Just the facts. From the experts.

 

With all the buzz over questions about whether antibiotics fed to animals raised for food cause human antibiotic resistance, it seems apparent that this issue is at the forefront of consumer concerns. As well, we received the questions, “Why are antibiotics fed to livestock inside CAFOs or feedlots? Is this dangerous to humans?” from http://www.fooddialogues.com/. To address the topic, and as a follow up to our previous posts on the subject, we asked experts Dr. Peter Davies and Dr. H. Scott Hurd to respond.

 Peter Davies, BVSC, PhD – University of Minnesota Professor of Animal Science  

 H. Scott Hurd, PhD – Iowa State University Associate Professor of Veterinary Diagnostic and Production Animal Medicine

 

Why are antibiotics fed to livestock inside CAFOs or feedlots?

 

Dr. Davies:

Several purposes – mostly related to maintaining animal health. The most obvious use is for therapeutic reasons – to treat animals with disease; they may also be used for anaphylaxis – meaning if there is an outbreak of disease in a group of animals – which treats all animals because of their exposure to the affected animals. In some instances, antimicrobials are used following the approved label to improve feed efficiency.

Dr. Hurd:

As they say, an ounce of prevention is better than a pound of cure. Exclusively talking about feeding (antibiotics can also be administered via injection or water), antibiotics are fed to animals mainly for two purposes: to prevent illness outbreak or for growth promotion (the FDA calls this “production purposes”) – both of which allow the animals do better. This could be because in feed, antibiotics are preventing the animal from getting sick in the first place.

Note, however, that overall, 88% of all antibiotics in livestock are used for illness prevention or illness treatment, according to the companies who sell these antibiotics. The balance is to keep animals from getting sick. If we can prevent a barn of 1,000 animals from getting sick in the first place, then we won’t need to inject animals later – which is a riskier practice than prevention techniques.

 

Is there a risk to human health?

 

Dr. Davies:

There’s no such thing as zero risk. This has been analyzed for over 50 years; products have been approved for various uses since the mid-1950s. Most people accept the fact that when using antibiotics – in animals or humans, there is potential for resistance. The part that has been disputed is to what extent the use of antibiotics in animals could contribute to human health concerns. There are a lot of opinions, and some shortage of data. There have been some risk assessment studies done looking at antimicrobial uses and the probability of human disease and these have universally concluded that the human health risks are extremely low. There are almost no documented clinical cases where antibiotic resistance was unequivocally tied to animal antibiotic use. So while the risk is not zero, in my opinion, it is extremely low.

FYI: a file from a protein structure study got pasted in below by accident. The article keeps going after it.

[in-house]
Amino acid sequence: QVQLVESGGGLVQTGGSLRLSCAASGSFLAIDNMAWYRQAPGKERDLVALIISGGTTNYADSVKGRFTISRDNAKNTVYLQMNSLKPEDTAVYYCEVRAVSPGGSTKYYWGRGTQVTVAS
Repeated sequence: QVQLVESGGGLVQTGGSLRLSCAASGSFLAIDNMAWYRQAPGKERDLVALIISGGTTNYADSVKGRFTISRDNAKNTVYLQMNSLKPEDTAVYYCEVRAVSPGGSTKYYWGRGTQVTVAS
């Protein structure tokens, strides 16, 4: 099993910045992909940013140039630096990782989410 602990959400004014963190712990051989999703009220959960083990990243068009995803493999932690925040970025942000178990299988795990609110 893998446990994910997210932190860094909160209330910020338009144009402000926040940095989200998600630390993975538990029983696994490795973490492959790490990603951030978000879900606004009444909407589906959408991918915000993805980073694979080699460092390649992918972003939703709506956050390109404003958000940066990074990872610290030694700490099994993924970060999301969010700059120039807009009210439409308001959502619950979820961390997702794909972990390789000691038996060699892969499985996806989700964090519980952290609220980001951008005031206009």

Dr. Hurd:

Regarding whether this presents public health concerns, the risk assessments that have been published in peer reviewed scientific journals (half a dozen or so) show that the chance of danger is extremely low. For it to be a concern, the resistant bacteria would have to be on the farm, then get to the consumer, then that consumer would have to fail to get better because of their resistance to antibiotics because of the antibiotic given to the animal. If you actually do the calculation, you’re statistically more likely to die of a bee sting than you are to end up enduring a couple days with diarrhea because of the above scenario. That’s not to say that we don’t see resistance in the population, but if you calculate the possibility that, for example, the resistant bacteria is going to make it from a farm in Nebraska to a dinner plate of a person in New Jersey who doesn’t respond to antibiotics, the risk is exceedingly small. This is because there are a lot of interventions in between. We make sure there are no livestock antibiotics on the meat before it leaves the packing plant. And most importantly, anyone handling meat should understand how to prepare it in a way that ensures all bacteria on the meat are killed during the cooking process.

 

Best Food Facts extends our sincere condolences to the family and friends of Dr. Scott Hurd, who passed away on Thursday, March 27, 2014.

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